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Video instructions and help with filling out and completing How Form 5495 Copyright

Instructions and Help about How Form 5495 Copyright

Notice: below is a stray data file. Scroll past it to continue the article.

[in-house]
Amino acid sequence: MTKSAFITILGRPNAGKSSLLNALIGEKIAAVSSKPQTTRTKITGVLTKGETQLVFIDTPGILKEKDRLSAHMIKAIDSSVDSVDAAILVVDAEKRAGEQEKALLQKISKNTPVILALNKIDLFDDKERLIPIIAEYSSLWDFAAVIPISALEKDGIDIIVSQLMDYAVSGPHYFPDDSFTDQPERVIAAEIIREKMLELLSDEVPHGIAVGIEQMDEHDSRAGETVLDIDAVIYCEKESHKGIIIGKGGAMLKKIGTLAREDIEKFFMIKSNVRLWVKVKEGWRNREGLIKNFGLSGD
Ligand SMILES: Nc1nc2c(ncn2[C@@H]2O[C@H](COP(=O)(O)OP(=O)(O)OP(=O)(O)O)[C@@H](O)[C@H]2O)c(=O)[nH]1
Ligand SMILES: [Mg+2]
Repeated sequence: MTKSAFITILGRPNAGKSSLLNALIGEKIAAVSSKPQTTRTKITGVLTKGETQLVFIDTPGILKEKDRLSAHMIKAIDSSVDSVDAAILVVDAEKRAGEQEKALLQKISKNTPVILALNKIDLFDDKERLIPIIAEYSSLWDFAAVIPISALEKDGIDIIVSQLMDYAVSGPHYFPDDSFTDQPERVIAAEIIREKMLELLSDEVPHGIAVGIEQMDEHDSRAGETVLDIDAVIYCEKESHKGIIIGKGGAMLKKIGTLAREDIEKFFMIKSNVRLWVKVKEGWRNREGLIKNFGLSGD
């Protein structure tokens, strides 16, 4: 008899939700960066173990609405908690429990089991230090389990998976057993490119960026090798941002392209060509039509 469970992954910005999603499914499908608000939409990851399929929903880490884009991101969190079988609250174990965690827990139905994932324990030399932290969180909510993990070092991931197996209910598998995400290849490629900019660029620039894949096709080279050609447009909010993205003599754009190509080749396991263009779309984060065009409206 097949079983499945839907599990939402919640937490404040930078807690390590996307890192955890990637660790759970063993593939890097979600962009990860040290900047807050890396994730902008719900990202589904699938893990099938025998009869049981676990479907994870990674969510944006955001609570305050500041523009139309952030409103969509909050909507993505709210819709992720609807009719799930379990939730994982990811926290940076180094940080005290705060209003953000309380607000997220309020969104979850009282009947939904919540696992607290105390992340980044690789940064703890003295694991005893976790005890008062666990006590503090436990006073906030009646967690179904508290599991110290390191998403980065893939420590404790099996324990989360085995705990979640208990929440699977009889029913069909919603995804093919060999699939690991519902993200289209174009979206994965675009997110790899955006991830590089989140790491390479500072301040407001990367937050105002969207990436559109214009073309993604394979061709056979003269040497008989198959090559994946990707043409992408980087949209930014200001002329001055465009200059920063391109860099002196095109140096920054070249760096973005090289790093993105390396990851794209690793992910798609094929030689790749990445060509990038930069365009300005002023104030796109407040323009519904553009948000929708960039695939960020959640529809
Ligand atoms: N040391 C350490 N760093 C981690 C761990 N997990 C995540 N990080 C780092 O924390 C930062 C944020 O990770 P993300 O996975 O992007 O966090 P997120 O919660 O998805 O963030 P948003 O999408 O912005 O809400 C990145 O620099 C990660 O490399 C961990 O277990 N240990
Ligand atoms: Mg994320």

You’re creating your masterpiece, but should you register the copyright? And if so, how does the process work? The United States Copyright Office registers over half a million copyright claims each year. Under current copyright law, you do not need to register your work to receive copyright protection in the United States. Instead, copyright protection is automatic as soon as an eligible work is created in a fixed and tangible form. But registration gives you several important benefits. First, to enforce your copyright in a U.S work in court you will need either a registration certificate or a letter of refusal from the Copyright Office. Second, registration can make it easier for you to prove your legal case. If you register your work before you publish it, or within five years after first publication, the facts on the certificate are presumed to be correct. As a result, during a lawsuit, the defendant, or person accused of infringement, carries the burden to prove that particular facts on the certificate are inaccurate. Third, if you register your work before someone infringes your rights, or within three months of first publishing the work, you can ask a court to have the infringer pay your attorney's fees. You’ll also be able to ask for statutory damages instead of actual damages, which can be difficult to prove in copyright cases. Finally, after registering your work, you can ask U. S. Customs and Border Protection to seize unauthorized imports of infringing copies. Registration also benefits the copyright system and the general public. It creates a public record of claims to ownership and authorship, which can help people contact a copyright owner to seek permission to use a work. So, now that you know how important it is to register your copyright, how do you do it? To register, submit an application to the Copyright Office. The standard application is generally the best option for one work. We strongly encourage filing online at copyright.gov. The online system offers many benefits, including lower filing fees, faster processing, electronic payment, and for some types of works, the option to upload your work. The Copyright Office also offers options for registering some types of works in groups using one application and filing fee. Before the Office can examine your application, it must be complete... meaning it must include the correct fee payment, as well as the required copy, or in some cases, copies of the work. The application form, filing fee, and other requirements depend on what type of work, or works, you’re trying to register. You can learn more at copyright.gov, where you’ll find guidance and tutorials for registering specific works. What happens when your application arrives at the Copyright Office? Once you submit your application, it is assigned to an examiner to determine whether your copyright claim can be registered. If there are questions, the examiner may email you, so, keep an eye on your inbox. The examiner first checks for missing information or mistakes, then compares the information on the application to the copy of the work you submitted. Examiners don’t normally investigate the factual claims made on the application, such as the identity of the author, or the date of creation, unless there are obvious contradictions in the application materials. The examiner may also have questions about information known by the Copyright Office or the general public. The examiner verifies that your ...

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